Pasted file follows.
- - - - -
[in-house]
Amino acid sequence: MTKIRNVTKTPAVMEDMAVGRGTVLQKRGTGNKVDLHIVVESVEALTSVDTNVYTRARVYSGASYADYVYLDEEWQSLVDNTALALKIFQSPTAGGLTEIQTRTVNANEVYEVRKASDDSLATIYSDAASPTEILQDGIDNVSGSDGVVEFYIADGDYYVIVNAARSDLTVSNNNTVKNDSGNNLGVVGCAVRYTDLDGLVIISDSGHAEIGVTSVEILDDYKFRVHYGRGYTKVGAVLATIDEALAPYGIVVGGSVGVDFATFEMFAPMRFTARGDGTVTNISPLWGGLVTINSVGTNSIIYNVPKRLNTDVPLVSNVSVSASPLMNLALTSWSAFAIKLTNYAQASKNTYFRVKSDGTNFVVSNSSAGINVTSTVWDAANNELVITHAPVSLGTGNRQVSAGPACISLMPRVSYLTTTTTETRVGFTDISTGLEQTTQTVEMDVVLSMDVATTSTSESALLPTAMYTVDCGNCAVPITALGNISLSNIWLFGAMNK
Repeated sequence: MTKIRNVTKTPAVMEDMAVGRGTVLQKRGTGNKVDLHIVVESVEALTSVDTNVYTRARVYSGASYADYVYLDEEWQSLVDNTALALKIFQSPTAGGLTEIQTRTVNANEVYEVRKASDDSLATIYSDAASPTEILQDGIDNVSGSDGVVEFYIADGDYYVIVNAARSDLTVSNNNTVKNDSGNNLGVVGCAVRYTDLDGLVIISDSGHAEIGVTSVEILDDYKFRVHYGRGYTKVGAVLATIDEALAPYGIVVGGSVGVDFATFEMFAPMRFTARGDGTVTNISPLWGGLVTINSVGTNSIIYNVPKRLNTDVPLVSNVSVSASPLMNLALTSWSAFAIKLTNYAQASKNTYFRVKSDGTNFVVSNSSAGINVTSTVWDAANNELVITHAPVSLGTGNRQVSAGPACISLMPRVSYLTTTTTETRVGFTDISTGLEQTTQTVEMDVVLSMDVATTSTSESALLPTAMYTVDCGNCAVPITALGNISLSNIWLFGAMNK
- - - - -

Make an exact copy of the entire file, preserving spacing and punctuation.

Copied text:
[in-house]
Amino acid sequence: MTKIRNVTKTPAVMEDMAVGRGTVLQKRGTGNKVDLHIVVESVEALTSVDTNVYTRARVYSGASYADYVYLDEEWQSLVDNTALALKIFQSPTAGGLTEIQTRTVNANEVYEVRKASDDSLATIYSDAASPTEILQDGIDNVSGSDGVVEFYIADGDYYVIVNAARSDLTVSNNNTVKNDSGNNLGVVGCAVRYTDLDGLVIISDSGHAEIGVTSVEILDDYKFRVHYGRGYTKVGAVLATIDEALAPYGIVVGGSVGVDFATFEMFAPMRFTARGDGTVTNISPLWGGLVTINSVGTNSIIYNVPKRLNTDVPLVSNVSVSASPLMNLALTSWSAFAIKLTNYAQASKNTYFRVKSDGTNFVVSNSSAGINVTSTVWDAANNELVITHAPVSLGTGNRQVSAGPACISLMPRVSYLTTTTTETRVGFTDISTGLEQTTQTVEMDVVLSMDVATTSTSESALLPTAMYTVDCGNCAVPITALGNISLSNIWLFGAMNK
Repeated sequence: MTKIRNVTKTPAVMEDMAVGRGTVLQKRGTGNKVDLHIVVESVEALTSVDTNVYTRARVYSGASYADYVYLDEEWQSLVDNTALALKIFQSPTAGGLTEIQTRTVNANEVYEVRKASDDSLATIYSDAASPTEILQDGIDNVSGSDGVVEFYIADGDYYVIVNAARSDLTVSNNNTVKNDSGNNLGVVGCAVRYTDLDGLVIISDSGHAEIGVTSVEILDDYKFRVHYGRGYTKVGAVLATIDEALAPYGIVVGGSVGVDFATFEMFAPMRFTARGDGTVTNISPLWGGLVTINSVGTNSIIYNVPKRLNTDVPLVSNVSVSASPLMNLALTSWSAFAIKLTNYAQASKNTYFRVKSDGTNFVVSNSSAGINVTSTVWDAANNELVITHAPVSLGTGNRQVSAGPACISLMPRVSYLTTTTTETRVGFTDISTGLEQTTQTVEMDVVLSMDVATTSTSESALLPTAMYTVDCGNCAVPITALGNISLSNIWLFGAMNK